The Fixing America’s Surface Transportation Act (FAST Act) mandates that states establish a performance and outcome-based program for transportation decision making. Targets for five safety performance measures are required annually: number of fatalities; number of serious injuries; fatality rate; serious injury rate; and number of non-motorized fatalities and serious injuries. OKI supports each individual state’s safety targets; and it plans and programs projects that contribute toward accomplishing each state’s targets.
How is Safety defined?
Performance management is a critical element in roadway safety. It is measured by the number of lives lost and serious injuries sustained on the OKI region’s roadways. Safety performance targets will help improve data, foster transparency and accountability, and allow safety progress to be tracked at the regional, state and national levels. OKI uses the safety performance management framework to help identify transportation projects that will help improve road safety in the region.
How is the OKI region doing?
Baseline totals for the calendar years of 2015-2019 for number of fatalities, fatality rate, serious injuries, serious injury rate, and non-motorized fatalities and serious injuries were used to establish calendar year 2021 safety targets.
Number of Fatalities
Within the OKI region, more than 66,000 crashes occurred in 2019, killing 149 people and injuring more than 8,900. Available data shows that deaths have decreased 7.5 percent in the OKI region since 2015. Deaths during the 5-year period peaked in Hamilton County with 62 in 2016, while a low of five deaths occurred in Dearborn County in that same year.
Total Fatalities 2015-2019
Fatality Rate per 100 MVMT
Fatality rate is calculated as the number of deaths per 100-million vehicle miles traveled (MVMT). This metric provides a more accurate measure of the risk of being in a fatal accident based on the number of miles traveled. In the OKI region, Butler and Clermont counties in Ohio; Boone, Campbell and Kenton counties in Kentucky; and Dearborn County in Indiana, all had a fatality rate above 1.0 during at least one year, between 2015 and 2019. Over the five-year time period, the fatality rate for the OKI Region was 0.79, well below each state’s adopted statewide performance safety target.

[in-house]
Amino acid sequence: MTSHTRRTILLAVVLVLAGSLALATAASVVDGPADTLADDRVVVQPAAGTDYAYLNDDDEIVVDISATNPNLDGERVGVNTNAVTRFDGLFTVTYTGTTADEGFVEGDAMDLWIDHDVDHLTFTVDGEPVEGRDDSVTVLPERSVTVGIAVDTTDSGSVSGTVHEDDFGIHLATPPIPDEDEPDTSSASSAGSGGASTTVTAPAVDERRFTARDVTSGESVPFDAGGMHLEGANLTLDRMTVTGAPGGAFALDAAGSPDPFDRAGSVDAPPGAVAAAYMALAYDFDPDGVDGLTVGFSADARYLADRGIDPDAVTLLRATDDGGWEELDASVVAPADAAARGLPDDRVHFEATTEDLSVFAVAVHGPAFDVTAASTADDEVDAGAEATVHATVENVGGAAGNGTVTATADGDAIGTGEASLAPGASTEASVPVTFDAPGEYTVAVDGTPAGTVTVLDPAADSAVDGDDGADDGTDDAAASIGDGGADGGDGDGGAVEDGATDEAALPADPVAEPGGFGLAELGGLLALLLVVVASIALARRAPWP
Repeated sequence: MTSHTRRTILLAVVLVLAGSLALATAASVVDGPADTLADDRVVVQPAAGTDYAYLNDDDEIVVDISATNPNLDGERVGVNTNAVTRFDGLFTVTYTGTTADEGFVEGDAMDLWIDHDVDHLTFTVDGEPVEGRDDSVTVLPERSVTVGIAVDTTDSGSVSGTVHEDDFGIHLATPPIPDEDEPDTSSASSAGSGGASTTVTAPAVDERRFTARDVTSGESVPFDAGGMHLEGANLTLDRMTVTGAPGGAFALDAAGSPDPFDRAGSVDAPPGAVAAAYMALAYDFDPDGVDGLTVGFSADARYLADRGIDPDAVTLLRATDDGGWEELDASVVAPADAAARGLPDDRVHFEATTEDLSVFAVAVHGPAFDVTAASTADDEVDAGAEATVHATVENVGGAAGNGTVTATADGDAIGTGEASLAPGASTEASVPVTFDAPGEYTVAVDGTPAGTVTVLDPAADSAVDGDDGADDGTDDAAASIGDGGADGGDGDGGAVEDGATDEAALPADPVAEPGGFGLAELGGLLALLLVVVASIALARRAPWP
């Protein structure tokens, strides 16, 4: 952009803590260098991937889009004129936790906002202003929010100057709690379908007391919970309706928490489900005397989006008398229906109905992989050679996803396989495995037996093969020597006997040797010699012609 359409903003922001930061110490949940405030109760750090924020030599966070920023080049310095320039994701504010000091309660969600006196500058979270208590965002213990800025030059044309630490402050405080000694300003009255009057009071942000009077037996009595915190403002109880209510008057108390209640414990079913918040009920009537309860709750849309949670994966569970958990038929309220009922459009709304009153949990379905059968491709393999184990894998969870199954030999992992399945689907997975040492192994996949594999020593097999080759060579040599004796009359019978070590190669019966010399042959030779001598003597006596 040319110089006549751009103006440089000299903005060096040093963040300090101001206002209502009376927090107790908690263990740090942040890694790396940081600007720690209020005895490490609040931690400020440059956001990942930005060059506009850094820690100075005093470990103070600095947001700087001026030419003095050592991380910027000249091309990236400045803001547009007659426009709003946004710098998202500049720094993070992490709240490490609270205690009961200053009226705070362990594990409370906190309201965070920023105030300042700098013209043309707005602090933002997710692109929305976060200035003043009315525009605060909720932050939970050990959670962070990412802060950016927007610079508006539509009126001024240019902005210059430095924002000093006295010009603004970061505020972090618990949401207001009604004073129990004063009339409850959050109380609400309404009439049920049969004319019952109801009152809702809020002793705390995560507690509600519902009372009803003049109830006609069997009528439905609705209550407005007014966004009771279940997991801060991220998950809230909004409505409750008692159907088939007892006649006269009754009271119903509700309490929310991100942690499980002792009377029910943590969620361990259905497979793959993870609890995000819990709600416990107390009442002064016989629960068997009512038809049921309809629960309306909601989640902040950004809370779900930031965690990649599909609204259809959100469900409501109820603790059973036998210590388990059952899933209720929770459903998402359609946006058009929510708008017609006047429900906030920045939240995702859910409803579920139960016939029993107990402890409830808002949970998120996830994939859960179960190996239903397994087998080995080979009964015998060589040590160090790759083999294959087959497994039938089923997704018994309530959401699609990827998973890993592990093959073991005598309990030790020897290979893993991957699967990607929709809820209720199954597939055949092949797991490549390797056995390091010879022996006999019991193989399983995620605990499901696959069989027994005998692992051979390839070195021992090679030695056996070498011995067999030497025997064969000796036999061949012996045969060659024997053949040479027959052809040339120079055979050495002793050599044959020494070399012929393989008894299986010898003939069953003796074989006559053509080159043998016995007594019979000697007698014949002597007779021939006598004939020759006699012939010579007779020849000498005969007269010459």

Fatality Rate per 100 Million Vehicle Miles Traveled by OKI Region 2015-2019
Number of Serious Injuries
Serious injuries are those accidents where at least one individual has been incapacitated in a motor vehicle crash during a calendar year. Within the OKI region, only Warren County in Ohio and Dearborn County in Indiana saw an increase in serious injuries between 2015 and 2019. The OKI region as a whole experienced a 15.8 percent decline in serious injuries over the same time period.
Serious Injuries by County 2015-2019
Serious Injury Rate per 100 MVMT
Serious injuries are measured against 100 MVMT. In the OKI region, the serious-injury rate declined in every county except Warren and Dearborn between 2015 and 2019. In Campbell County, the serious injury rate declined by nearly 50 percent from a high of 5.87 in 2015. As a whole, the OKI region experienced a 3.5 percent decline in serious injuries over the five-year period.
Serious Injuries by County 2015-2019
Number of Non-Motorized Fatalities and Serious Injuries
This metric includes all non-motorized (bicycle and pedestrian) fatalities and serious injuries involving a motor vehicle during a calendar year. Reported bicycle and pedestrian fatalities in the OKI region peaked with 32 in 2017. Bicycle deaths have been minimal and pedestrian deaths have totaled 28 or fewer in each year from 2015-2019.
Bicycle and pedestrian serious injuries increased from 2015-2018, declining in 2019. The majority of serious injuries have involved pedestrians.